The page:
That is at the heart of a petition from Batiste attorney Julian McPhillips, asking the state's high court to take jurisdiction and issue a restraining order against the Alabama Judicial Inquiry Commission (AJIC) and its Court of the Judiciary. (See Part 1 and Part 2 of the petition and Batiste's response at the end of this post.)
In a letter accompanying the petition, McPhillips notes that complaints largely have come from former Jefferson County presiding judge Scott Vowell and not from litigants or parties who appeared before Judge Batiste. "To allow complaints stimulated by a third party such as Vowell . . . ," McPhillips writes, "violates the Code of Alabama's grant of authority to the AJIC."
McPhillips goes on to state:
This case has morphed into an abuse of process, because the AJIC has allowed itself to be transformed into a Super Appellate Court of Alabama to review decisions of Judge Batiste, even when the litigants are not complaining.
It is also obvious that Scott Vowell has developed a runaway ego, in which he is power-tripping by trying to show Judge Batiste that he is more powerful than she, and that, by golly, if he complains, he's going to make the complaint stick.
How did the AJIC violate its own rules? McPhillips points to two primary issues.
First, the main charge against Batiste is that she abused her discretionary contempt power against parties and witnesses who failed to appear in court. The commission's handbook for judges, McPhillips states, includes the following language:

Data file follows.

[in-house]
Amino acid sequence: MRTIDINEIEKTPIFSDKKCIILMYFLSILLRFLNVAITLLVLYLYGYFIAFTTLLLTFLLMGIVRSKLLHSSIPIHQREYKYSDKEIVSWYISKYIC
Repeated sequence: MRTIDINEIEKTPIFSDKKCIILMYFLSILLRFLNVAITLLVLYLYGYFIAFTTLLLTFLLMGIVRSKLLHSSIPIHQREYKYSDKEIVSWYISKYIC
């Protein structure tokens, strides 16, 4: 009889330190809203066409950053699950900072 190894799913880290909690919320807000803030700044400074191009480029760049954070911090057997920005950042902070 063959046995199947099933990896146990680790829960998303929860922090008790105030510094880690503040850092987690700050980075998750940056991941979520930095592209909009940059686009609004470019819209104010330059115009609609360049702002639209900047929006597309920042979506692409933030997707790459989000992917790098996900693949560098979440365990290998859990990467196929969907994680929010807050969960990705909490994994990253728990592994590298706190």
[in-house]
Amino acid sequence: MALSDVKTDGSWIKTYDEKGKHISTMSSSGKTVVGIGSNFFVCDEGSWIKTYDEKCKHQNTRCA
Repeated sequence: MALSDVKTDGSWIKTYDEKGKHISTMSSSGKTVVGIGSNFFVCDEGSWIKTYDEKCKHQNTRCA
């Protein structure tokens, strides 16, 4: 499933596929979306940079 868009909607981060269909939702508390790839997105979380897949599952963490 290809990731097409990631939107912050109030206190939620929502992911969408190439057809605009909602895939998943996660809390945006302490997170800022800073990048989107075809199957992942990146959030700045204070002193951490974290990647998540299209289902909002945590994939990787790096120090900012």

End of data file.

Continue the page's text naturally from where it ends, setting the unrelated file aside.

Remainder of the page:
The Commission . . . does not review . . . abuse of judicial discretion during a court proceeding absent evidence of bad faith.
That seems clear-cut, but McPhillips says the commission does not seem to be familiar with its own handbook:
Nowhere in the 38-page AJIC complaint with 23 pages of exhibits is there any allegation that Judge Batiste engaged in bad faith, notwithstanding that the 147-paragraph complaint basically alleges abuses of discretion by Batiste in the use of her contempt power.
McPhillips then points to AJIC Rule 6 (concerning "Investigations"), which states:
Investigations may be instituted by the Commission only upon a verified complaint filed either by a member of the public or by a member of the commission . . .
Is the commission following its own rule. McPhillips says it's not even close:
Almost all of the complaints Scott Vowell has forwarded to the AJIC contain an unverified typed letter in which Judge Vowell purports to pass on complaints of unhappy litigants, which complaints are mostly also unverified. Many of these complaints do not reflect the subject matter of the complaint, or whether it was a litigant or attorney who was unhappy. These complaints are essentially anonymous, contrary to AJIC rules.
The AJIC has . . . allowed former Jefferson County presiding Circuit Judge Scott Vowell to further abuse the process of the AJIC by stirring up litigants, witnesses, and attorneys, unhappy with Judge Batiste's divorce court rulings, through encouraging them, or assisting them, in filing multiple complaints against Ms. Batiste. Many of said complaints are frivolous or nonsensical. Some even involved two attorneys long since dead, namely Rusty Wright and Chris Christ. Indeed, one such frivolous complaint even involved a litigant supposedly unhappy with a continuation of the misspelling by Judge Batiste's office of the litigant's name, notwithstanding that the original misspelling began with the litigant's attorney. Reflecting his bad faith, Judge Vowell even encouraged this complaint.